• True Strike (PGL Lv. 2): True Strike can only be used in Raptor Form and moves the Monk into Coeurl Form after use. Like Bootshine, it has a potency of 150, but only costs 50 TP. Additionally, if used behind the target, True Strike’s potency increases to 190. Whenever you’re in Raptor Form, you’ll use True Strike roughly in every other Greased Lightning combo, alternating with Twin Snakes (PGL Lv. 18).

  • Featherfoot (PGL Lv. 4): Featherfoot is the Pugilist’s first defensive ability and plays off of her high natural dodge chance. It increases evasion by 25% and lasts for 15 seconds. You’ll want to use this whenever you find yourself tanking an enemy to reduce the number of times you get hit. The increased evasion also lets you use Haymaker (PGL Lv. 10) more often, since it is only available after dodging an attack. Like most defensive abilities in FFXIV, you can use Featherfoot in between other abilities.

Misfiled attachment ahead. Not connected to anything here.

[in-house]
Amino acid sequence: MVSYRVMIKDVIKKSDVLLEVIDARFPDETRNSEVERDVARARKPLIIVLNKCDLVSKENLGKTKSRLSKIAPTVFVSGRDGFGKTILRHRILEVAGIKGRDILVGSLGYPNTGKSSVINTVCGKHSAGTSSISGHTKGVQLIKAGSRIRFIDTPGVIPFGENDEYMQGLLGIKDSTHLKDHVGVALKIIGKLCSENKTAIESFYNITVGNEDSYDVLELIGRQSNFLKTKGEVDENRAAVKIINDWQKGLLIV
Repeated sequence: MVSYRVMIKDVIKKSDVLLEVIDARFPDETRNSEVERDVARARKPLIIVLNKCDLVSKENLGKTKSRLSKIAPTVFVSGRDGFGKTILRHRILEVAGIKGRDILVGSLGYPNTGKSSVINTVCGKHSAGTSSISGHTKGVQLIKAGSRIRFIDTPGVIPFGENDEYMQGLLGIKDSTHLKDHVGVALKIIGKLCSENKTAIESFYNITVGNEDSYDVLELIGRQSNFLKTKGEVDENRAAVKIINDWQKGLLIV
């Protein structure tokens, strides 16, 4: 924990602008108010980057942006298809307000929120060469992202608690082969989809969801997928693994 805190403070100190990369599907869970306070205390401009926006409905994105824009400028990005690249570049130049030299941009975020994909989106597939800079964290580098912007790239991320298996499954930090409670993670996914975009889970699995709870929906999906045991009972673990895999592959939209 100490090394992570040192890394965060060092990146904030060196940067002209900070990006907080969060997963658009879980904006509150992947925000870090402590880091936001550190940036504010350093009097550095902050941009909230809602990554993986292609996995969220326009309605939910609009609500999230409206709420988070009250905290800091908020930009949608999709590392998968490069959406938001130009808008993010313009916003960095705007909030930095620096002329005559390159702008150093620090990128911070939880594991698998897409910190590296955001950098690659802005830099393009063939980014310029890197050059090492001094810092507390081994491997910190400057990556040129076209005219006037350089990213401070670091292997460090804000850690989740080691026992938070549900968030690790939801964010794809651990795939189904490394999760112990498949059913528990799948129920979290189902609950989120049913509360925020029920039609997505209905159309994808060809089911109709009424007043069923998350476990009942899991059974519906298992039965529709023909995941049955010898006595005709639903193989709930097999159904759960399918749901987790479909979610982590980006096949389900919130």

• Snap Punch (PGL Lv. 6): Snap Punch can only be used in Coeurl Form, transitions you into Opo-Opo Form, and grants (or refreshes) Greased Lightning. It costs 50 TP, dealing an attack with a potency of 140, or, if delivered from the enemy’s flank, a potency of 180. Most of the time, you will use Snap Punch to end a single-target Greased Lightning combo, unless your Demolish (PGL Lv. 30) damage-over-time effect is either not up or close to wearing off.